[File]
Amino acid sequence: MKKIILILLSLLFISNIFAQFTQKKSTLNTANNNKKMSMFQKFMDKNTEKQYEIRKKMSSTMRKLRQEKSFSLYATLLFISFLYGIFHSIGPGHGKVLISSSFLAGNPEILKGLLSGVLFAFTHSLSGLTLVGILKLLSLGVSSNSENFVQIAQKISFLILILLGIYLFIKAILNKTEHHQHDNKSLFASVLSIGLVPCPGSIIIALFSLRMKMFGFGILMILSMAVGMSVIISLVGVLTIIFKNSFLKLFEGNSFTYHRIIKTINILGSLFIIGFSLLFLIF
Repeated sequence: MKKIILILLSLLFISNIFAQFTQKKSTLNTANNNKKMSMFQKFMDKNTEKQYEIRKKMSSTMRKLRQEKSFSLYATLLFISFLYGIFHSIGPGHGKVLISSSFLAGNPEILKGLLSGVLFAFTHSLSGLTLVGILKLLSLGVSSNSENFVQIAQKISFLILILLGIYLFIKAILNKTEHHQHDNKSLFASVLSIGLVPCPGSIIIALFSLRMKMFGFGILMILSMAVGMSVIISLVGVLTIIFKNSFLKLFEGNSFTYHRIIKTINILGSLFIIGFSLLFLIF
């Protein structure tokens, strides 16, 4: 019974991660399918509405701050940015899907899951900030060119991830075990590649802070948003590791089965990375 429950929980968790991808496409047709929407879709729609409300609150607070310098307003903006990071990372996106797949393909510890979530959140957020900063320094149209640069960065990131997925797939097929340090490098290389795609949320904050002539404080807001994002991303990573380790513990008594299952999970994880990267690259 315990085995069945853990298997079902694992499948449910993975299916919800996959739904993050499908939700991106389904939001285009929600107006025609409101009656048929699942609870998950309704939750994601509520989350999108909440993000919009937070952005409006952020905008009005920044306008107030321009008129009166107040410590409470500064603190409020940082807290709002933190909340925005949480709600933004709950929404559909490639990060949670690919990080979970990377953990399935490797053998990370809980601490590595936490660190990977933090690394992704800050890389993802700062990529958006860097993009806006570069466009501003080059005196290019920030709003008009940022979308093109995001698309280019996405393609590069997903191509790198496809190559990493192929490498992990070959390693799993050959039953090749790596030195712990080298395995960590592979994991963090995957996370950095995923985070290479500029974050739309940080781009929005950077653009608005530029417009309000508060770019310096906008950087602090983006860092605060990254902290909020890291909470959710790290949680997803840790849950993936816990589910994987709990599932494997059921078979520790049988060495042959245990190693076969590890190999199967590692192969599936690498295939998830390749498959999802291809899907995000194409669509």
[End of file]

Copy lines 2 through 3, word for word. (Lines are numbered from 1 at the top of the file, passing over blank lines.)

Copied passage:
Repeated sequence: MKKIILILLSLLFISNIFAQFTQKKSTLNTANNNKKMSMFQKFMDKNTEKQYEIRKKMSSTMRKLRQEKSFSLYATLLFISFLYGIFHSIGPGHGKVLISSSFLAGNPEILKGLLSGVLFAFTHSLSGLTLVGILKLLSLGVSSNSENFVQIAQKISFLILILLGIYLFIKAILNKTEHHQHDNKSLFASVLSIGLVPCPGSIIIALFSLRMKMFGFGILMILSMAVGMSVIISLVGVLTIIFKNSFLKLFEGNSFTYHRIIKTINILGSLFIIGFSLLFLIF
């Protein structure tokens, strides 16, 4: 019974991660399918509405701050940015899907899951900030060119991830075990590649802070948003590791089965990375 429950929980968790991808496409047709929407879709729609409300609150607070310098307003903006990071990372996106797949393909510890979530959140957020900063320094149209640069960065990131997925797939097929340090490098290389795609949320904050002539404080807001994002991303990573380790513990008594299952999970994880990267690259 315990085995069945853990298997079902694992499948449910993975299916919800996959739904993050499908939700991106389904939001285009929600107006025609409101009656048929699942609870998950309704939750994601509520989350999108909440993000919009937070952005409006952020905008009005920044306008107030321009008129009166107040410590409470500064603190409020940082807290709002933190909340925005949480709600933004709950929404559909490639990060949670690919990080979970990377953990399935490797053998990370809980601490590595936490660190990977933090690394992704800050890389993802700062990529958006860097993009806006570069466009501003080059005196290019920030709003008009940022979308093109995001698309280019996405393609590069997903191509790198496809190559990493192929490498992990070959390693799993050959039953090749790596030195712990080298395995960590592979994991963090995957996370950095995923985070290479500029974050739309940080781009929005950077653009608005530029417009309000508060770019310096906008950087602090983006860092605060990254902290909020890291909470959710790290949680997803840790849950993936816990589910994987709990599932494997059921078979520790049988060495042959245990190693076969590890190999199967590692192969599936690498295939998830390749498959999802291809899907995000194409669509």